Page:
(REUTERS) - Stocks rose Monday, led by banks after Greece's parliament approved strict financial reforms needed to obtain an international bailout package.
The deal helps Greece avoid a potentially chaotic default, though the government remains under pressure to convince a skeptical Eurozone that it will abide by the terms of the package.
Though Greece's economy is small in the context of the Eurozone, investors feared an unruly default could have eroded domestic bank profits and put weaker members of the region at risk, creating a threat to global economic growth.
Wall Street has rallied more than 20 percent since early October, in part on optimism that the Eurozone's sovereign debt crisis was nearing resolution. Some analysts view equities as being extended.
That the deal was approved really reduces a lot of the tension over the Eurozone. But it was expected, and on a short-term basis, we're very done to the upside, said Yu-Dee Chang, chief trader of ACE Investments in McLean, Virginia.
That's why we went up and then backed off this morning. I'm cautious because there could be a short-term correction.
The European banking shares index gained 0.5 percent, and an index of Greek banks surged 12 percent after the vote, which had sparked widespread rioting in Athens.
On Wall Street financials were the strongest performers.
Bank of America Corp. climbed 2.2 percent to $8.25 and Citigroup Inc advanced 1.3 percent to $33.34. The KBW bank index added 0.6 percent.
The Dow Jones industrial average was up 47.53 points, or 0.37 percent, at 12,848.76. The Standard & Poor's 500 Index was up 6.01 points, or 0.45 percent, at 1,348.65. The Nasdaq Composite Index was up 18.03 points, or 0.62 percent, at 2,921.91.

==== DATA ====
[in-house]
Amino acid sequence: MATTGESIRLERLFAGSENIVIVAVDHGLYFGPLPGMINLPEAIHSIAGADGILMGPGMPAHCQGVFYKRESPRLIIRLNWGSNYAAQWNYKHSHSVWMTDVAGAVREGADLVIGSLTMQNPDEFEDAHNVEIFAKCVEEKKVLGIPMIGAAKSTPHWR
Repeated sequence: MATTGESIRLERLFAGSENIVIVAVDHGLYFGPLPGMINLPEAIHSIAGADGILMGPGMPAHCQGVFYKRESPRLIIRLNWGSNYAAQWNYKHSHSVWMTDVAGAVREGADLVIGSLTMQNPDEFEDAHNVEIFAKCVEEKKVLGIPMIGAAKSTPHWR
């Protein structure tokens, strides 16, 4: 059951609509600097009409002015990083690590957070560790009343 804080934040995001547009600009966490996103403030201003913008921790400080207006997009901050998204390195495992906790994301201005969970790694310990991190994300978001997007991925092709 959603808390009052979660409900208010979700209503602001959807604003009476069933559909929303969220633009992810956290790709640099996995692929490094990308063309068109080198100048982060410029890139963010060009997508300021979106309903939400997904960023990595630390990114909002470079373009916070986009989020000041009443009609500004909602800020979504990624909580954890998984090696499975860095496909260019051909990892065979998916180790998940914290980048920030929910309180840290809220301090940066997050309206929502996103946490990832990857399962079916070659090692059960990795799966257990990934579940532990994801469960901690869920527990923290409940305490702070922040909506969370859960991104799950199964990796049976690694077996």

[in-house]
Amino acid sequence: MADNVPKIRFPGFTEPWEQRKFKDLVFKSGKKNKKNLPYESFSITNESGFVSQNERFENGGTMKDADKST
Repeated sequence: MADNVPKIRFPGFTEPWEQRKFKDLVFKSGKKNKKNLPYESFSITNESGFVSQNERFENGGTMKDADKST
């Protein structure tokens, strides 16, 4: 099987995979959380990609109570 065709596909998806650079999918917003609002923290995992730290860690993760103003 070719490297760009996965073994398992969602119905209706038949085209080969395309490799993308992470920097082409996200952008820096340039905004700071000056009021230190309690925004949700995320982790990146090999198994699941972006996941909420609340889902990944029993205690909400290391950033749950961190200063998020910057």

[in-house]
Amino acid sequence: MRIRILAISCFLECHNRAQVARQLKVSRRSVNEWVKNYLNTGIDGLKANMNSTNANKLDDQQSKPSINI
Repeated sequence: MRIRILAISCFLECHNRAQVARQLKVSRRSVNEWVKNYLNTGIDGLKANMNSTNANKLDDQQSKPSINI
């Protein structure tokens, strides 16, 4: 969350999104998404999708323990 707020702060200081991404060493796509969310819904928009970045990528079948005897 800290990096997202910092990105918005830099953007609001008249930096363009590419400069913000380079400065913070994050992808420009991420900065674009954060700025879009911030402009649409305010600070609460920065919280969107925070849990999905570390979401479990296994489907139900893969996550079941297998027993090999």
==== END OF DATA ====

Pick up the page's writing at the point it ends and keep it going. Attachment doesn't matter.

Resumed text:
The benchmark S&P index traded near the 1,350 level, seen as a resistance point and possible trigger for a pullback after a rally of more than seven percent to start the year.
Apple Inc. raised the stakes in an intensifying global patent battle with Samsung Electronics by targeting Samsung's latest model using Google Inc.'s fast growing Android software, a move that may affect other Android phone makers.
Apple shares were up 0.8 percent to $497.30 after climbing to $500 for the first time, while Google rose 1 percent to $611.98.
Google is expected to win approval from European regulators, as well as from U.S. antitrust authorities, for its planned $12.5 billion purchase of Motorola Mobility, according to people familiar with the matter.
Regeneron Pharmaceuticals Inc. jumped 13 percent to $115.59 after the company significantly raised its 2012 sales forecast for its key eye drug, Eylea.
As earnings season moves into its final stages, 51 companies in the S&P 500 are scheduled to report results this week. According to Thomson Reuters data through Monday, of the 357 companies in the benchmark index that have released results, 64 percent have beaten analyst expectations.
President Barack Obama unveiled an election-year U.S. budget plan on Monday that would see a $6.7 trillion increase in the debt over the next decade despite what he called very difficult cuts to government spending and programs.
(Editing by Kenneth Barry)